As usual, please do try this at home. Double checking of the math used to construct the above graphs and analysis is strongly encouraged in order to help ferret out any errors. The data was derived from the following sources:

The text of this post and the associated graphs are Copyright 2011 by bostonbubble.com with all rights reserved, except as stated here. You may reproduce each graph individually or the text of the entire post as a whole (including graphs) under the Creative Commons Attribution-No Derivative Works 3.0 Unported License. You may additionally scale the graphs to fit your work. Alternatively, if you remove the bostonbubble.com signature from the bottom left hand corner of the images within this post, those modified images (and only those modified images) can then be distributed under the Creative Commons Attribution 3.0 Unported License. In all cases, attribution should be made via a hyperlink to http://www.bostonbubble.com/forums/viewtopic.php?t=3467 or http://www.bostonbubble.com/ Quoting excerpts of the text is also allowed provided that the quotes would normally fall under fair use. To request other terms for reproduction, please post your request in the original thread at http://www.bostonbubble.com/forums/viewtopic.php?t=3467

The latest version of this report can be found at http://www.bostonbubble.com/latest.php?id=ma_inflation

- admin
Back to top
View user's profile Send private message Send e-mail Visit poster's website
Renting in Mass



Joined: 26 Jun 2008
Posts: 381
Location: In a house I bought in December 2011

PostPosted: Fri May 27, 2011 6:44 pm GMT    Post subject: Reply with quote

Quote:
Price declines are once again the norm after being briefly interrupted by the government playing Weekend at Bernie's with the housing market...


LOL, great line Laughing
Back to top
View user's profile Send private message
admin
Site Admin


Joined: 14 Jul 2005
Posts: 1823
Location: Greater Boston

PostPosted: Fri May 27, 2011 7:18 pm GMT    Post subject: Reply with quote

Renting in Mass wrote:
Quote:
Price declines are once again the norm after being briefly interrupted by the government playing Weekend at Bernie's with the housing market...


LOL, great line Laughing


Thanks. If I were motivated, I'd fire up my image editor and make a movie poster using this Bernie to emphasize the Ponzi nature of the market, or maybe make it "Weekend at Barney's" since Barney been such a big proponent of government involvement in the housing market in the past.

- admin
Back to top
View user's profile Send private message Send e-mail Visit poster's website
Renting in Mass



Joined: 26 Jun 2008
Posts: 381
Location: In a house I bought in December 2011

PostPosted: Fri May 27, 2011 8:09 pm GMT    Post subject: Reply with quote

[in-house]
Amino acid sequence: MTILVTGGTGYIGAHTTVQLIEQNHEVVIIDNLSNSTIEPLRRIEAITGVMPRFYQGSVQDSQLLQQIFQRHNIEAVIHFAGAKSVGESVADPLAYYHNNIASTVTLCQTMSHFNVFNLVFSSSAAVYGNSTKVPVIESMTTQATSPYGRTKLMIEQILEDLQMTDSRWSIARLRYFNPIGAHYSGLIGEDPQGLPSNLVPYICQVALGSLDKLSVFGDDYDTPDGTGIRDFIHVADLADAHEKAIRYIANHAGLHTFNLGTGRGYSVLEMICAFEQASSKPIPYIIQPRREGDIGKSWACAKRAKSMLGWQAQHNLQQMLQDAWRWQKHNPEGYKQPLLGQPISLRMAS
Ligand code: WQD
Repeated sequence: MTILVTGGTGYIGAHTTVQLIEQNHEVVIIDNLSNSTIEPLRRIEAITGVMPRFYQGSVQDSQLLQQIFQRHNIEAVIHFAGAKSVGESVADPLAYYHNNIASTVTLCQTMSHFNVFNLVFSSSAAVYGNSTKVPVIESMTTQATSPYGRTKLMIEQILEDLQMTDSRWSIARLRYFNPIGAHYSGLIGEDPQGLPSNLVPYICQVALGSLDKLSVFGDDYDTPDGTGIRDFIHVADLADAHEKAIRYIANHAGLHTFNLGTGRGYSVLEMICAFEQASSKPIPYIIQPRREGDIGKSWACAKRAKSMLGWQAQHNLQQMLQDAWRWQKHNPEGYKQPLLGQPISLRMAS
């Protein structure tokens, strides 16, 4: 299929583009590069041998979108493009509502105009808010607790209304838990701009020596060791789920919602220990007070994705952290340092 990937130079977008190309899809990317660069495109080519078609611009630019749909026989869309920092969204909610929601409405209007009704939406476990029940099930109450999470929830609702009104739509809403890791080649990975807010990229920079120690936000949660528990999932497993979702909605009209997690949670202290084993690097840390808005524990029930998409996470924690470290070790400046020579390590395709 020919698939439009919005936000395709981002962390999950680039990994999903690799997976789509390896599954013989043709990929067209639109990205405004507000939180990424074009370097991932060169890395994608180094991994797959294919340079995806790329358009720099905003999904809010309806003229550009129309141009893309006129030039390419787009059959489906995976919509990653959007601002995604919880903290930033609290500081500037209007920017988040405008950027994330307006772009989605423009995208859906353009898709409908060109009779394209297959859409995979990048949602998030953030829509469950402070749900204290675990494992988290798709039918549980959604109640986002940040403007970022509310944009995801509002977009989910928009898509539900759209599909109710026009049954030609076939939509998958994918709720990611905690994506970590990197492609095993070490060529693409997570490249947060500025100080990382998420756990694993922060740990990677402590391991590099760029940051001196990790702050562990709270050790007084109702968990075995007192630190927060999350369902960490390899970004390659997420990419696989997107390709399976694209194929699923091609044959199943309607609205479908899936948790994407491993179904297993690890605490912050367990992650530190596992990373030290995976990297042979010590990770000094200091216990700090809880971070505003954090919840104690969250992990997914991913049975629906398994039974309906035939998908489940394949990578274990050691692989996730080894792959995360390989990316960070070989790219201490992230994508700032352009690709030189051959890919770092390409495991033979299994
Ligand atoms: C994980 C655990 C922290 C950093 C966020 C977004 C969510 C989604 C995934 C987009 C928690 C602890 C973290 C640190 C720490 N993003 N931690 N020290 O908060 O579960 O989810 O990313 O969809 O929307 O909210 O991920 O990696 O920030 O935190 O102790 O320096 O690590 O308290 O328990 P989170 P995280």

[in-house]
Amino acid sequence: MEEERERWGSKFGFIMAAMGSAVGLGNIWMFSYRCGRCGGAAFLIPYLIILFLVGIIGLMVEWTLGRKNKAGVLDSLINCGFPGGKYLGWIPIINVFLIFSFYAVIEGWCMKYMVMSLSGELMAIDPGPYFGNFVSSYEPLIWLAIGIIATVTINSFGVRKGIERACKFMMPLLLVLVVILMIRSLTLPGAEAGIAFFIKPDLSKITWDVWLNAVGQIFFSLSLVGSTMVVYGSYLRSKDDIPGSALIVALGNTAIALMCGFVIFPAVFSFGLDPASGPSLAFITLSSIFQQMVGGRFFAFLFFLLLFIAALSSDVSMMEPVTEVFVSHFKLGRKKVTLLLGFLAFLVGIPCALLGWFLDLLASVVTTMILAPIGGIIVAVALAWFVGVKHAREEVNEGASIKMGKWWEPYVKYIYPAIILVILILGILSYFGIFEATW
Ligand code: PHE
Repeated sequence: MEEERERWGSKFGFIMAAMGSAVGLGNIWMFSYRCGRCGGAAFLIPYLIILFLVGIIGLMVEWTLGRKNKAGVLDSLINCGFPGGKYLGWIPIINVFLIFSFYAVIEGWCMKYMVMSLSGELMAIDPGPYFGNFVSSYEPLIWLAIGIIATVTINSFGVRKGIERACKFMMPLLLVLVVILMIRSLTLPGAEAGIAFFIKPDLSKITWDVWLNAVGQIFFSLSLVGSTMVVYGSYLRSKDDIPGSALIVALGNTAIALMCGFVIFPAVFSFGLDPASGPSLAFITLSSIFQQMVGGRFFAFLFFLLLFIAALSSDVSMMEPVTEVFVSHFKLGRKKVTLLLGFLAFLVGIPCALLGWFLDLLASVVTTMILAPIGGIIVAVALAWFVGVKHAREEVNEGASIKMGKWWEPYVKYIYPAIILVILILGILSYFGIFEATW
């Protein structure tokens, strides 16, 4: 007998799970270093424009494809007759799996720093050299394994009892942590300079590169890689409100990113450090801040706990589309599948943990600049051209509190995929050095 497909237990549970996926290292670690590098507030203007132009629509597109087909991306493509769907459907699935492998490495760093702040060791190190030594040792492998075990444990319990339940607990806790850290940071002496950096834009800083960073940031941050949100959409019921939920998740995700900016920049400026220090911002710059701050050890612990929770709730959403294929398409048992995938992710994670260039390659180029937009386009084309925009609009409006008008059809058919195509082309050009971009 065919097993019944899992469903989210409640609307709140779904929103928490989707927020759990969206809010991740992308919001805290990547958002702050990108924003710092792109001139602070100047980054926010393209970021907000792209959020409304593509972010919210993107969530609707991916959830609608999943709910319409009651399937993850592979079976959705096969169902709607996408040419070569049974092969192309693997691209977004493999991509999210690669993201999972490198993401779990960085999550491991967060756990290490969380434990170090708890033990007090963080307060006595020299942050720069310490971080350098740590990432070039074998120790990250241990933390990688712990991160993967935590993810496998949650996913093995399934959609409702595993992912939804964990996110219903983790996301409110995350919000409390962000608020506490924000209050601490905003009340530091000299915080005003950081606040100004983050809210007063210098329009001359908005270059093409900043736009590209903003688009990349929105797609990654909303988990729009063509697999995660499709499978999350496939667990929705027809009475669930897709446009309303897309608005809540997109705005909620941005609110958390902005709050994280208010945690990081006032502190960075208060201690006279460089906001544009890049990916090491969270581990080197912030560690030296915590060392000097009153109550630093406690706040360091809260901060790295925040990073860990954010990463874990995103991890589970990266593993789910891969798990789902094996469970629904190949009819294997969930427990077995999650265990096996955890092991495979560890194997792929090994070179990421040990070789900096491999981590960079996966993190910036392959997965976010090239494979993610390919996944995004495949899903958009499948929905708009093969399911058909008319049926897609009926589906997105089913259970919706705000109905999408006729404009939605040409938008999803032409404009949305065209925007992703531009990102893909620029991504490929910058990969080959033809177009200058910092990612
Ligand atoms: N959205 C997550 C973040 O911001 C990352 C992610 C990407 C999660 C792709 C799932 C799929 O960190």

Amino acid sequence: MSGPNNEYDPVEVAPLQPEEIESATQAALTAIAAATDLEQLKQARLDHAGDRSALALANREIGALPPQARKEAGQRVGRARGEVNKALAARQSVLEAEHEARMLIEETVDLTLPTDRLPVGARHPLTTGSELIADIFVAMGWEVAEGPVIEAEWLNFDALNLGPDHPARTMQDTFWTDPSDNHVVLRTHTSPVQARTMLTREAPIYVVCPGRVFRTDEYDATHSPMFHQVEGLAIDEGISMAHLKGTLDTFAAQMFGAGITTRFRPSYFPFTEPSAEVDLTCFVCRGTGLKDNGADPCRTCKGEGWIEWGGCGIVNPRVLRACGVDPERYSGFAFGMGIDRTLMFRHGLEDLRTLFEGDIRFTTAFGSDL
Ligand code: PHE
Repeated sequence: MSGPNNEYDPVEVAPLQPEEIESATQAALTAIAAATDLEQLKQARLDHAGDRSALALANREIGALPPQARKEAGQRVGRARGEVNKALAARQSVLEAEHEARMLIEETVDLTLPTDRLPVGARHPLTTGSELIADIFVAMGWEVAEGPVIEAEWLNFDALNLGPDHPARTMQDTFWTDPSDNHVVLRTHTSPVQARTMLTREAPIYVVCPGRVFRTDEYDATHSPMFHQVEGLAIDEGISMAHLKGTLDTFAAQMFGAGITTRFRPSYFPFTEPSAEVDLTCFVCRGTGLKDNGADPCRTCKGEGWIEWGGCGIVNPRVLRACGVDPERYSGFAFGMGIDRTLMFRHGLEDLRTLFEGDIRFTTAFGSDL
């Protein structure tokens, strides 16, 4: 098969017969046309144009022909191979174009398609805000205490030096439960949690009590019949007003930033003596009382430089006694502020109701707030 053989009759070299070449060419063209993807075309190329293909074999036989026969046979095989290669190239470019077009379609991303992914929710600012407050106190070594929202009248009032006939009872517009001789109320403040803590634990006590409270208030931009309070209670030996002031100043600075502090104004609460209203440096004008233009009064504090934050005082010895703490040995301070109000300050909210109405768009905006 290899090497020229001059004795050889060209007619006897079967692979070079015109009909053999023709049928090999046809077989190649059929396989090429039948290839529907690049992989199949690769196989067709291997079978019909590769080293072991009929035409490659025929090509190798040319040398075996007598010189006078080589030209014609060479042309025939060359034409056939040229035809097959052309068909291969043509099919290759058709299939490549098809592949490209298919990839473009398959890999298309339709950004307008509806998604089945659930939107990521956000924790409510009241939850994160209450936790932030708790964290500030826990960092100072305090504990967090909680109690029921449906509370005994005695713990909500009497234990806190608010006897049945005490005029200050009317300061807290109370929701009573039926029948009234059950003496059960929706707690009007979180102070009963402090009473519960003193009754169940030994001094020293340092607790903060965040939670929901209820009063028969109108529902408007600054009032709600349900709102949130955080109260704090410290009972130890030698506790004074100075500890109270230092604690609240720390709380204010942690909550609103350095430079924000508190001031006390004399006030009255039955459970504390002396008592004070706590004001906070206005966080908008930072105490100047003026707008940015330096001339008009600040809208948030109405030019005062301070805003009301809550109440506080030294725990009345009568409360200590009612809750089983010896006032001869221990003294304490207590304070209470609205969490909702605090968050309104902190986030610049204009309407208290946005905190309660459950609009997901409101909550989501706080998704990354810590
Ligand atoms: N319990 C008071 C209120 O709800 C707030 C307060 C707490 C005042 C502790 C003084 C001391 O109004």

That poster would be awesome on so many levels.

On a more serious note, what is your gut telling you about the housing market right now? When I look at just the local housing market, I feel like we're closer to the bottom than the top. But when I try to look at the macro picture (Fed policy, interest rates, etc.), I go in circles and feel like I have no sense of what the future holds.
Back to top
View user's profile Send private message
admin
Site Admin


Joined: 14 Jul 2005
Posts: 1823
Location: Greater Boston

PostPosted: Fri May 27, 2011 8:34 pm GMT    Post subject: Reply with quote

Renting in Mass wrote:

On a more serious note, what is your gut telling you about the housing market right now? When I look at just the local housing market, I feel like we're closer to the bottom than the top. But when I try to look at the macro picture (Fed policy, interest rates, etc.), I go in circles and feel like I have no sense of what the future holds.


My gut is telling me that because the ratio of monthly payment to income is back to normal now (though the ratio of price to income is still way above normal) the housing market will just follow the business cycle of the general economy until interest rates change. Once rates change, their influence will dominate, and massively so if they get anywhere close to even just the historical average. The problem is, I really don't know when rates will change. It could be months, it could be years, it could be decades. My current strategy is to decide what an acceptable loss would be and then work backward from that to establish an acceptable maximum purchase price in various rising interest rate (and resultant falling price) scenarios. I'm working on a Monte Carlo simulator for that.

- admin
Back to top
View user's profile Send private message Send e-mail Visit poster's website
Renting in Mass



Joined: 26 Jun 2008
Posts: 381
Location: In a house I bought in December 2011

PostPosted: Sat May 28, 2011 12:29 pm GMT    Post subject: Reply with quote

Quote: